John P. Cunha, DO, is a U.S. board-certified Emergency Medicine Physician. Dr. Cunha's educational background includes a BS in Biology from Rutgers, the State University of New Jersey, and a DO from the Kansas City University of Medicine and Biosciences in Kansas City, MO. He completed residency training in Emergency Medicine at Newark Beth Israel Medical Center in Newark, New Jersey.
Dr. Charles "Pat" Davis, MD, PhD, is a board certified Emergency Medicine doctor who currently practices as a consultant and staff member for hospitals. He has a PhD in Microbiology (UT at Austin), and the MD (Univ. Texas Medical Branch, Galveston). He is a Clinical Professor (retired) in the Division of Emergency Medicine, UT Health Science Center at San Antonio, and has been the Chief of Emergency Medicine at UT Medical Branch and at UTHSCSA with over 250 publications.
Doctors usually place a splint on the injured ankle for a few days to 2
weeks until the swelling decreases around the joint. The type of fracture and
the stability of the fractured joint will determine the type of splint that will be used,
or whether surgery is needed.
If the ankle bones are not aligned properly, the doctor may realign them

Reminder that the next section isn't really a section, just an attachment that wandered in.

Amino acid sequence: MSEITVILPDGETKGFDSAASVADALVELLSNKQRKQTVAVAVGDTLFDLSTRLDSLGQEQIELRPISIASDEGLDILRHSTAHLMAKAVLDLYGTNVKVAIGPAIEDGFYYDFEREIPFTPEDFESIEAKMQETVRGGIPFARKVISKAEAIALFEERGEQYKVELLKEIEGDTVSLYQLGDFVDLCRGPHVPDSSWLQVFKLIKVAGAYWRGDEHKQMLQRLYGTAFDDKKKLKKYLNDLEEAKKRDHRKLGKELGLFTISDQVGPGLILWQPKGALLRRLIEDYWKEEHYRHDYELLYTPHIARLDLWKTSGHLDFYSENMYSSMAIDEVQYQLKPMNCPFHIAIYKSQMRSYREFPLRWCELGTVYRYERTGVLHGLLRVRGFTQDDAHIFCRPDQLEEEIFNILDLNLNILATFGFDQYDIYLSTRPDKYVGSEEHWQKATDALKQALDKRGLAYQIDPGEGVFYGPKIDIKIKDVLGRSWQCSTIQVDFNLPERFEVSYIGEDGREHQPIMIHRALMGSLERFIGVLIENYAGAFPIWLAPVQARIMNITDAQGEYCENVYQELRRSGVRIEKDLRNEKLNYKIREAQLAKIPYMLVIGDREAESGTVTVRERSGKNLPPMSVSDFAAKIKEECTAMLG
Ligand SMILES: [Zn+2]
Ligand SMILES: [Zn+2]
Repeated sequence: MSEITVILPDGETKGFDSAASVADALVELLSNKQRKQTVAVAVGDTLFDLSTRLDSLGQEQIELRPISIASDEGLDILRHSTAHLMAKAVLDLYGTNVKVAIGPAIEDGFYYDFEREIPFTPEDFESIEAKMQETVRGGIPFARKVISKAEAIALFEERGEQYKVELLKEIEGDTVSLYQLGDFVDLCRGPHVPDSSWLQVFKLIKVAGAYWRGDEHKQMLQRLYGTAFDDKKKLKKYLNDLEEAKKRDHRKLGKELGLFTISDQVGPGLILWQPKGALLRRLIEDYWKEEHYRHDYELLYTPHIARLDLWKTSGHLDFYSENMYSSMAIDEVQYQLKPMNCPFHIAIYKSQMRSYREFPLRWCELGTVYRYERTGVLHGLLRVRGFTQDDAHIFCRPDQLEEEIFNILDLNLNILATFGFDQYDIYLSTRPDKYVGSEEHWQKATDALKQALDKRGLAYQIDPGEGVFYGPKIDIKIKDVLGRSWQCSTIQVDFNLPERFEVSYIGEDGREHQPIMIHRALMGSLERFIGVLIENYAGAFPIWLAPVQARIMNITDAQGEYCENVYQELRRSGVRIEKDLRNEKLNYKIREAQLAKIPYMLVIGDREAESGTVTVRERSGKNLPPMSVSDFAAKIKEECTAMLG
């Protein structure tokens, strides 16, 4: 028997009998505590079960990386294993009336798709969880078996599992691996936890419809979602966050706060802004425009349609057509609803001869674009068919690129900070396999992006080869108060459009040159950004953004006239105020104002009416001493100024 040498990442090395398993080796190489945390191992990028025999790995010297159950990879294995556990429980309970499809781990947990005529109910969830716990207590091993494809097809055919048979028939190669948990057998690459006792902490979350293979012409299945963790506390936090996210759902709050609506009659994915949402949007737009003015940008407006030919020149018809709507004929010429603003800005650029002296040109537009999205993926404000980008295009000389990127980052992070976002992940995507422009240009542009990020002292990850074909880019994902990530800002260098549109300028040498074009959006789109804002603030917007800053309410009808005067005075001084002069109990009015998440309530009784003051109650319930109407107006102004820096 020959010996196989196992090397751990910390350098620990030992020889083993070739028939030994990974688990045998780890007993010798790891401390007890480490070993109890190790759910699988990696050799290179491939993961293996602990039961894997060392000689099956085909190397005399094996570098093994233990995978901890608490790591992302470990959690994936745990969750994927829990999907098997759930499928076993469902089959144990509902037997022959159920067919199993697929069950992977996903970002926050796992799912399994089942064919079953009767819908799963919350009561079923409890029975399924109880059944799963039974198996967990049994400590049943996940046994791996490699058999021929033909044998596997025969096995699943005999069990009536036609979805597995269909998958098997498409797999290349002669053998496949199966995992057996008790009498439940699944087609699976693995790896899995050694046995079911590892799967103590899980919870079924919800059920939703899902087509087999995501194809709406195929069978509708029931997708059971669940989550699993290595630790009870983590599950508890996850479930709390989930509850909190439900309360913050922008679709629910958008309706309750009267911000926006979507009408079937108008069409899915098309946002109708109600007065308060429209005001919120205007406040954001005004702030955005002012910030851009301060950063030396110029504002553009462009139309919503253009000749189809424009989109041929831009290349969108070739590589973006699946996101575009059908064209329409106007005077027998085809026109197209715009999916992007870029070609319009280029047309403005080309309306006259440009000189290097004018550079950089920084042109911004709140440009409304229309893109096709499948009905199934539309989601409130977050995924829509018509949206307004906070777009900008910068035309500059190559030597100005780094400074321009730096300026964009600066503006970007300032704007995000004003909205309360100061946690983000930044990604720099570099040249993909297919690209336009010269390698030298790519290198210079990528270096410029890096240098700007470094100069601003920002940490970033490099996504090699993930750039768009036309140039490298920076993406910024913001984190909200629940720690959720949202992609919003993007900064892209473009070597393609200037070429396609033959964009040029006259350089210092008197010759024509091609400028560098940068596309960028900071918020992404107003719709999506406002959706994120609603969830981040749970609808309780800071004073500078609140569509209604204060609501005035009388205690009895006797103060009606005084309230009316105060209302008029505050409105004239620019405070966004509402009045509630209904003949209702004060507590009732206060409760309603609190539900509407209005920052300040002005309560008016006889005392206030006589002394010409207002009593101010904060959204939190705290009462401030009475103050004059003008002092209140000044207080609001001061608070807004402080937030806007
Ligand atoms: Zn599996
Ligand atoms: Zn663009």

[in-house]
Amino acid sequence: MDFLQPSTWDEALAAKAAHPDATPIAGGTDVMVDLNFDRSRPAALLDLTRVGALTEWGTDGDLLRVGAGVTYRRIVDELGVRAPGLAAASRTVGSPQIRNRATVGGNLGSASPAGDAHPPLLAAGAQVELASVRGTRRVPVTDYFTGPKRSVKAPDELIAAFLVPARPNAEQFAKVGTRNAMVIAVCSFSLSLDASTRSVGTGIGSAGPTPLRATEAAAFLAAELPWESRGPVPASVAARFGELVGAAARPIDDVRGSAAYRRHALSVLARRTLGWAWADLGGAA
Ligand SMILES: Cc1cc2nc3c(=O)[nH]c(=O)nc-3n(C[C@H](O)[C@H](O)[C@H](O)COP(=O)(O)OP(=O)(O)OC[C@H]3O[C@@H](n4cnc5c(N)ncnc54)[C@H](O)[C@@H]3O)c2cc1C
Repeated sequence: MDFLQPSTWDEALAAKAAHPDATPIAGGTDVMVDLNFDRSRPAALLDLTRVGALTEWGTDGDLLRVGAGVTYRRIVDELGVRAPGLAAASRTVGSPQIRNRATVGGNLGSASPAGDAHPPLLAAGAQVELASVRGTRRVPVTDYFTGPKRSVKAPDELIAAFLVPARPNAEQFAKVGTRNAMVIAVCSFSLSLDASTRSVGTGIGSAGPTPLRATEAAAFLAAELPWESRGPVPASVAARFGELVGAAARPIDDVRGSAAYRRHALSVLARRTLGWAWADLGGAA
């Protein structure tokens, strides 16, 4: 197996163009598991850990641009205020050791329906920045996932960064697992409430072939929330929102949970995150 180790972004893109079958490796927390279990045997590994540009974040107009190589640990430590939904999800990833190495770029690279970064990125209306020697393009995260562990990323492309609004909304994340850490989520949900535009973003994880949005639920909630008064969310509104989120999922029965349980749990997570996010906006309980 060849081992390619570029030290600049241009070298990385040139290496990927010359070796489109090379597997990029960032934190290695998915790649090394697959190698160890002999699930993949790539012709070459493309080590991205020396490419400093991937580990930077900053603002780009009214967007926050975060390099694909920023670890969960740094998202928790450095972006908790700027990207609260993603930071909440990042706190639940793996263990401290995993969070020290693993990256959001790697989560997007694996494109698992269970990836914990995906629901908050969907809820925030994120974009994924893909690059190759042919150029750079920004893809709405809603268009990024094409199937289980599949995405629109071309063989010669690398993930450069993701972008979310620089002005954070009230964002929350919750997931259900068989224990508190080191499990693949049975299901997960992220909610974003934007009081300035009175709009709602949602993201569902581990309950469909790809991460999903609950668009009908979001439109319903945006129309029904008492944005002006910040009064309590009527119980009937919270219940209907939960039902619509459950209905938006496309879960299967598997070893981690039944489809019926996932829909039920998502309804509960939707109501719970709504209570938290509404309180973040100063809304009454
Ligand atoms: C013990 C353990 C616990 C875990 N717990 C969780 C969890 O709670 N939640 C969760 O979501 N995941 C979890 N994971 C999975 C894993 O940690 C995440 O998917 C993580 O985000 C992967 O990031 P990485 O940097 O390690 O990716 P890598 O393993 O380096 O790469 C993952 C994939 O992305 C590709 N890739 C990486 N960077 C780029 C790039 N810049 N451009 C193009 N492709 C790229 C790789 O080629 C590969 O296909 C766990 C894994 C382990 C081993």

before placing the splint.
If the bones cannot be realigned properly in the emergency department, the patient may require an operation.
Surgery may also be needed if any bone has broken through the skin. If the
bone breaks through the skin, the fracture is called a compound fracture.
This is more serious than a simple fracture.
Some minor ankle fractures do not require a splint or cast. In these cases
the fracture will be managed as an ankle sprain.
Because these fractures are very small, they heal well with this
With any injured ankle, however, patients should not bear weight until a
cast is placed or until the ankle joint is pain free; check with the orthopedist
about when weight bearing should be attempted.
After the swelling decreases and the patient is reexamined, an
orthopedic doctor or a primary care doctor may place a better-fitting cast on
the ankle. Depending on the type of fracture, the patient may be placed in a
walking cast, which can bear some weight, or the patient may need a
non-weight-bearing cast that will require the use of crutches to
assist with walking.
Depending on the degree of pain, the doctor may prescribe pain medication.
The patient should use the pain medication only as needed. Do not drive or operate heavy machinery while using these
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